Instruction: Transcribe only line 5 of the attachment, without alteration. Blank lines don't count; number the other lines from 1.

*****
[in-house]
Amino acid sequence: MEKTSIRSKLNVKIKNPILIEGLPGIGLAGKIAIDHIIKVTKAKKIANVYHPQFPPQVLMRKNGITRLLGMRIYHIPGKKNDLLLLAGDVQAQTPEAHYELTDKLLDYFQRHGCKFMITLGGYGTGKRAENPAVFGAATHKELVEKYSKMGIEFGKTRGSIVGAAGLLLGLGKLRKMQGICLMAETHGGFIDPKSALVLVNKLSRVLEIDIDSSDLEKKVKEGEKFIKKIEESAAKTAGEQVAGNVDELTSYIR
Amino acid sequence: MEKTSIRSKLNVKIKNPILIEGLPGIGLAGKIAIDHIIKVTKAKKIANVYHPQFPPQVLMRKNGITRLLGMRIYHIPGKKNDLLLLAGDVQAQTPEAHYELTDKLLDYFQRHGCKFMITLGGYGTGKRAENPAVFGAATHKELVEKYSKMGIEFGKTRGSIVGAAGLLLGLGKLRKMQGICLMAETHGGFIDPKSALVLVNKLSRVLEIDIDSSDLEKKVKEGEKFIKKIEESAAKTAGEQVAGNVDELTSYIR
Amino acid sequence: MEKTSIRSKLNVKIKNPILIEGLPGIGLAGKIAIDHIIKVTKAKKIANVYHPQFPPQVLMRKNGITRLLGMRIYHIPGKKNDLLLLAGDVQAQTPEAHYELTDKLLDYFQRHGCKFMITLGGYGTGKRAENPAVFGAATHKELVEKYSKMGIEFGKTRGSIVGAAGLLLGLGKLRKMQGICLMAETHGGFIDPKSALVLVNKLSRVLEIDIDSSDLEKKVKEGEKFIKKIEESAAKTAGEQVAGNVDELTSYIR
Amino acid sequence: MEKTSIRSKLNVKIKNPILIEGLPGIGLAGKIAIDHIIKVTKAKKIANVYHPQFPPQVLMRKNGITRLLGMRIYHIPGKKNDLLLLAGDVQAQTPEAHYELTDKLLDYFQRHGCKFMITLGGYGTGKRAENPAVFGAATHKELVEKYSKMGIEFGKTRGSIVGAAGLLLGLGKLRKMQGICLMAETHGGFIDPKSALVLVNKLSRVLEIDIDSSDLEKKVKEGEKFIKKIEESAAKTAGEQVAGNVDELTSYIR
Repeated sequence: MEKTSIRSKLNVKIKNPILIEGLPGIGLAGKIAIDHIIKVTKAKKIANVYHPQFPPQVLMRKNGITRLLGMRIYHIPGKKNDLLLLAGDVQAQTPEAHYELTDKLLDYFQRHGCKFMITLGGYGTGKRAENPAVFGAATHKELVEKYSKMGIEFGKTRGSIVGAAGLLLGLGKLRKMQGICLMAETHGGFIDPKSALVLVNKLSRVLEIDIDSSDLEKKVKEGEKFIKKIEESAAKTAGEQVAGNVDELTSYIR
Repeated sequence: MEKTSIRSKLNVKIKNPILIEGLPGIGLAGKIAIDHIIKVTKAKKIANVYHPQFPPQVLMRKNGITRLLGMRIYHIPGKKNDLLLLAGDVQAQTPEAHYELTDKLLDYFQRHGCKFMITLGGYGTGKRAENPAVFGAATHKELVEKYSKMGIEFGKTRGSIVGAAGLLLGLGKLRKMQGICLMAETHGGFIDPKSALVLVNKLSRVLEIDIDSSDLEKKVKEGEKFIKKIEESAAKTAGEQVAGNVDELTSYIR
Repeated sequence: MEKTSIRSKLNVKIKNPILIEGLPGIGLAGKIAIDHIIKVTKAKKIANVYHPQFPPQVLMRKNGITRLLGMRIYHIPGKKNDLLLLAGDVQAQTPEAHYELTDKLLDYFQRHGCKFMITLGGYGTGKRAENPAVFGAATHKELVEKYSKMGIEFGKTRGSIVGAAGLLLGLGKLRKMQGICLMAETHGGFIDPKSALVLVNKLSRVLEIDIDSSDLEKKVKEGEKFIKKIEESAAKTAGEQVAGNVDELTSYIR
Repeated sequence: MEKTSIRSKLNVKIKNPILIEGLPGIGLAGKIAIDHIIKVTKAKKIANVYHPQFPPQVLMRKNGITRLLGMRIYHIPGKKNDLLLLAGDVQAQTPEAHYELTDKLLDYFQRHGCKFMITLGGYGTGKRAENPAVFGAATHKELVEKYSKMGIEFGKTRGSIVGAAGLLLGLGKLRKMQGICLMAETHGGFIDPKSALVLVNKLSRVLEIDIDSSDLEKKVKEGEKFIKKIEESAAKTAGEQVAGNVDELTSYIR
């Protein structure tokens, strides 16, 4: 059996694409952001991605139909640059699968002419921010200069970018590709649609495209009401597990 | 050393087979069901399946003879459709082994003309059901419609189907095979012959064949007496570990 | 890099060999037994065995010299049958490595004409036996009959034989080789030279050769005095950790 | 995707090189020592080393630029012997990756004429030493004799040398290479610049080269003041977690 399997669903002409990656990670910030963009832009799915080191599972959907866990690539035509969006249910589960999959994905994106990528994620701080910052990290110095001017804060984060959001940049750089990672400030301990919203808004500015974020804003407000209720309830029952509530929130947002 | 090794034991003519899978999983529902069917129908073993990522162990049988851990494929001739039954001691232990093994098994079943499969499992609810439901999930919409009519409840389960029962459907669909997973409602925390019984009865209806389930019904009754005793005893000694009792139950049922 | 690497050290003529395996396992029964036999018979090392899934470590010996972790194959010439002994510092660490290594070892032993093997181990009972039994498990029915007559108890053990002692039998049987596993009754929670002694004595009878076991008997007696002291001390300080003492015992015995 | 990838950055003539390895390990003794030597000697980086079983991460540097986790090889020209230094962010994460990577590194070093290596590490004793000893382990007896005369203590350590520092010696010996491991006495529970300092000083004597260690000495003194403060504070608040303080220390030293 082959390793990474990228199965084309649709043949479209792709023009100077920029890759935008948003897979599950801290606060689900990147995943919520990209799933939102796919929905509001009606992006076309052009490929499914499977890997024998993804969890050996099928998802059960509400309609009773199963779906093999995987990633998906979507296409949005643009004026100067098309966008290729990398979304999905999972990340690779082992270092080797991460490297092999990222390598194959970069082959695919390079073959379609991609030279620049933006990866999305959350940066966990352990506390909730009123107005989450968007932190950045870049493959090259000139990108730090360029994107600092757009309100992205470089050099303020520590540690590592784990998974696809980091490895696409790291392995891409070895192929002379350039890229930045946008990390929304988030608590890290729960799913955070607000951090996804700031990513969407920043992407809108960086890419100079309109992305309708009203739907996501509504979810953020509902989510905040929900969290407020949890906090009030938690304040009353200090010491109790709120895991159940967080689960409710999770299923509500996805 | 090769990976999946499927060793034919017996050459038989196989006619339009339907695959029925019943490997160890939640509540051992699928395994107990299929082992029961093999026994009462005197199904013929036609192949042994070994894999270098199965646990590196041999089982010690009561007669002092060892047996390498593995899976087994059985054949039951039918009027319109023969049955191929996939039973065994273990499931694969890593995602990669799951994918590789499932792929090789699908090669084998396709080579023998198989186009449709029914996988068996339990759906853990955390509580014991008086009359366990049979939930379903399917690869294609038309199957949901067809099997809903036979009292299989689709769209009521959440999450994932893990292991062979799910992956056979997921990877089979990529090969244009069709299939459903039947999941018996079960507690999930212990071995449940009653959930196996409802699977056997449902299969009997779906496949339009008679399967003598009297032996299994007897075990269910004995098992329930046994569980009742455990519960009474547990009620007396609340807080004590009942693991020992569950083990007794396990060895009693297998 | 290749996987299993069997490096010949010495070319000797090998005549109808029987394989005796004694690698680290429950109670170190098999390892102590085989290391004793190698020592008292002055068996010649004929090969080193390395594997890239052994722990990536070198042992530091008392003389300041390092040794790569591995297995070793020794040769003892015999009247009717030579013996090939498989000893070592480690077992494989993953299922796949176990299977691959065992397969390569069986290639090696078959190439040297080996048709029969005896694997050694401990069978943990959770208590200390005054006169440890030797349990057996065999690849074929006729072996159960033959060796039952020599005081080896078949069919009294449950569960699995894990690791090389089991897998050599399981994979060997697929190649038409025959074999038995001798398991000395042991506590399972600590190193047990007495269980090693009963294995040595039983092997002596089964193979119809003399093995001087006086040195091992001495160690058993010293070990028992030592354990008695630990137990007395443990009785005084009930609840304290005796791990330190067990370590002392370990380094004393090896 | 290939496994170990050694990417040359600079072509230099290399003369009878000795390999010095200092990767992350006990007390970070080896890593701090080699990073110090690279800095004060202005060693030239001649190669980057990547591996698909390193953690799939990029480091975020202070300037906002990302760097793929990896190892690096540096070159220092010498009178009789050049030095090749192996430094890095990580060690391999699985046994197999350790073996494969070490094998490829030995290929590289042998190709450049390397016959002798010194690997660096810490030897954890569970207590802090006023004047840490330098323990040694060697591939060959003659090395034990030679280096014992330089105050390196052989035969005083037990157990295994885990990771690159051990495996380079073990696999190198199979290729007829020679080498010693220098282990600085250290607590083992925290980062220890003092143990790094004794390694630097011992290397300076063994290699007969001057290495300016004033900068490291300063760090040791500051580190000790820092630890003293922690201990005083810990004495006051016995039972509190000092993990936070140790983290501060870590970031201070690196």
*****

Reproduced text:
Amino acid sequence: MEKTSIRSKLNVKIKNPILIEGLPGIGLAGKIAIDHIIKVTKAKKIANVYHPQFPPQVLMRKNGITRLLGMRIYHIPGKKNDLLLLAGDVQAQTPEAHYELTDKLLDYFQRHGCKFMITLGGYGTGKRAENPAVFGAATHKELVEKYSKMGIEFGKTRGSIVGAAGLLLGLGKLRKMQGICLMAETHGGFIDPKSALVLVNKLSRVLEIDIDSSDLEKKVKEGEKFIKKIEESAAKTAGEQVAGNVDELTSYIR